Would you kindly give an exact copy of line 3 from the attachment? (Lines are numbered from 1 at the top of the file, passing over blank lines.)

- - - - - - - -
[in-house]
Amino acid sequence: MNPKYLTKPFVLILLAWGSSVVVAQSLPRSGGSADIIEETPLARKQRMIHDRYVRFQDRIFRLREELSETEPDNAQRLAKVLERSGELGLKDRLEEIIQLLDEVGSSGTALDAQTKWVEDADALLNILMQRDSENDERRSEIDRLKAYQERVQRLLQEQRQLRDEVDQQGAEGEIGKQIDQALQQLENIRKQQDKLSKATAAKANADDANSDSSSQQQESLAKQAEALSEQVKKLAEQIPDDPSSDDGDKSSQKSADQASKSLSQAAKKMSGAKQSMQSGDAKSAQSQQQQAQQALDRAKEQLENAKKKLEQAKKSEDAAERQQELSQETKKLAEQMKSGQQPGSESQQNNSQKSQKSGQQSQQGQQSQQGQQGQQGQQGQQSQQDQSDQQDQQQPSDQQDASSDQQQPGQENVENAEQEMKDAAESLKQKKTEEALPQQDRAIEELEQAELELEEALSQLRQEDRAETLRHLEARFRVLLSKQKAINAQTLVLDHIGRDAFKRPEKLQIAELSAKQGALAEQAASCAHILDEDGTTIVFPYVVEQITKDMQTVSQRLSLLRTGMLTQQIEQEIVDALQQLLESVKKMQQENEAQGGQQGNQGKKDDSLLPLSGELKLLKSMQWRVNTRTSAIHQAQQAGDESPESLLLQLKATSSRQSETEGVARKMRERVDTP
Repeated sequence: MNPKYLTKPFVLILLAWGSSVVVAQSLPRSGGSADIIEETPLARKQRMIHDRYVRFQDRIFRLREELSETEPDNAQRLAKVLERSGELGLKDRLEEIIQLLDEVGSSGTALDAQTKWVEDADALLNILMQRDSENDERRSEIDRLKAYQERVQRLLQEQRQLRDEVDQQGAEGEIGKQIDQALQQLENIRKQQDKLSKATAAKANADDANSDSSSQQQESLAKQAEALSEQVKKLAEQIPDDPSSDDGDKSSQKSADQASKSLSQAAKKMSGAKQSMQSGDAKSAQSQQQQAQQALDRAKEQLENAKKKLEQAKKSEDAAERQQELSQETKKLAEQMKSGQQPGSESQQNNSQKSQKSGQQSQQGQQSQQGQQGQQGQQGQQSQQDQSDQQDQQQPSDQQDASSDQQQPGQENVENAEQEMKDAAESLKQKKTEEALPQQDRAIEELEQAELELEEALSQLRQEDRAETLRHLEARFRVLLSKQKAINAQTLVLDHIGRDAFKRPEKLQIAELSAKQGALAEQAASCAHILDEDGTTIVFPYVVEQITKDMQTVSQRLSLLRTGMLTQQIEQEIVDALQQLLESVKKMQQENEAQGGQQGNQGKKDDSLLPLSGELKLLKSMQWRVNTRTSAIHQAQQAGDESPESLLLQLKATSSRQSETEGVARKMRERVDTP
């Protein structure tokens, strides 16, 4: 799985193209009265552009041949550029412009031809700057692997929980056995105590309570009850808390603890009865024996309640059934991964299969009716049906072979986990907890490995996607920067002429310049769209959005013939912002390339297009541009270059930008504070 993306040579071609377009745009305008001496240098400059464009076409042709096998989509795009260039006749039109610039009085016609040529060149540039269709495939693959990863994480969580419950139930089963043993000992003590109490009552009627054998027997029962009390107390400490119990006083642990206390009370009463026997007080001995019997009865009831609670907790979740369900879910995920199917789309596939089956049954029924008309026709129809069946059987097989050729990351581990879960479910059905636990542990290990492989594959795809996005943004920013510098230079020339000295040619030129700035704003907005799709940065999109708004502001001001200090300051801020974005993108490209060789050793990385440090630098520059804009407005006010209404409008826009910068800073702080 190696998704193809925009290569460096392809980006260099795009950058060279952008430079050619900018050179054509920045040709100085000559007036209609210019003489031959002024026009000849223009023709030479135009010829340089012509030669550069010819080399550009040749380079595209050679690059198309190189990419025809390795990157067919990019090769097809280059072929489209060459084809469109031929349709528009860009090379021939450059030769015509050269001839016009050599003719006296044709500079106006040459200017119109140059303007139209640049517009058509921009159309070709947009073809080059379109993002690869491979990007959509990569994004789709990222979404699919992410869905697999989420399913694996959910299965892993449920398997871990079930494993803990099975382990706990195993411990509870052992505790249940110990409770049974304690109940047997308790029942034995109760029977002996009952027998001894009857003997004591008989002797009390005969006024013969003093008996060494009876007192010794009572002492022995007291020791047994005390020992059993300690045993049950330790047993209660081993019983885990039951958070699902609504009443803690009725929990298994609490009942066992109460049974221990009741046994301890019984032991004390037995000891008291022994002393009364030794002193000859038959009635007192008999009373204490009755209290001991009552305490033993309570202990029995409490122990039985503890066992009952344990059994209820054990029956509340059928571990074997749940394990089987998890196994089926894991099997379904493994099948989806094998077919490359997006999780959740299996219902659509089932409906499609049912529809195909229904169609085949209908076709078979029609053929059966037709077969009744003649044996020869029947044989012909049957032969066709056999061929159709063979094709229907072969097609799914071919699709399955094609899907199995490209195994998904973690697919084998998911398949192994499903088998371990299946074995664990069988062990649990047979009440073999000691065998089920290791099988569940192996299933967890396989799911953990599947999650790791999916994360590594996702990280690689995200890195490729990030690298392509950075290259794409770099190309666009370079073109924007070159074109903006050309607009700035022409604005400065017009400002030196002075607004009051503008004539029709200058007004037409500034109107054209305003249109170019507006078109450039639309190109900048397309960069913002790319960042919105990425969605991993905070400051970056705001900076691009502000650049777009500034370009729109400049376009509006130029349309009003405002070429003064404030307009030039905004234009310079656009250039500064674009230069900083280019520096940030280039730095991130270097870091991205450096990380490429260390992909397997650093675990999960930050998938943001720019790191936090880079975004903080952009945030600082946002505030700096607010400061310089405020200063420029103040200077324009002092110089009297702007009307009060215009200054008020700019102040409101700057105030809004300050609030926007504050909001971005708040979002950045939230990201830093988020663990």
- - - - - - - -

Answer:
Repeated sequence: MNPKYLTKPFVLILLAWGSSVVVAQSLPRSGGSADIIEETPLARKQRMIHDRYVRFQDRIFRLREELSETEPDNAQRLAKVLERSGELGLKDRLEEIIQLLDEVGSSGTALDAQTKWVEDADALLNILMQRDSENDERRSEIDRLKAYQERVQRLLQEQRQLRDEVDQQGAEGEIGKQIDQALQQLENIRKQQDKLSKATAAKANADDANSDSSSQQQESLAKQAEALSEQVKKLAEQIPDDPSSDDGDKSSQKSADQASKSLSQAAKKMSGAKQSMQSGDAKSAQSQQQQAQQALDRAKEQLENAKKKLEQAKKSEDAAERQQELSQETKKLAEQMKSGQQPGSESQQNNSQKSQKSGQQSQQGQQSQQGQQGQQGQQGQQSQQDQSDQQDQQQPSDQQDASSDQQQPGQENVENAEQEMKDAAESLKQKKTEEALPQQDRAIEELEQAELELEEALSQLRQEDRAETLRHLEARFRVLLSKQKAINAQTLVLDHIGRDAFKRPEKLQIAELSAKQGALAEQAASCAHILDEDGTTIVFPYVVEQITKDMQTVSQRLSLLRTGMLTQQIEQEIVDALQQLLESVKKMQQENEAQGGQQGNQGKKDDSLLPLSGELKLLKSMQWRVNTRTSAIHQAQQAGDESPESLLLQLKATSSRQSETEGVARKMRERVDTP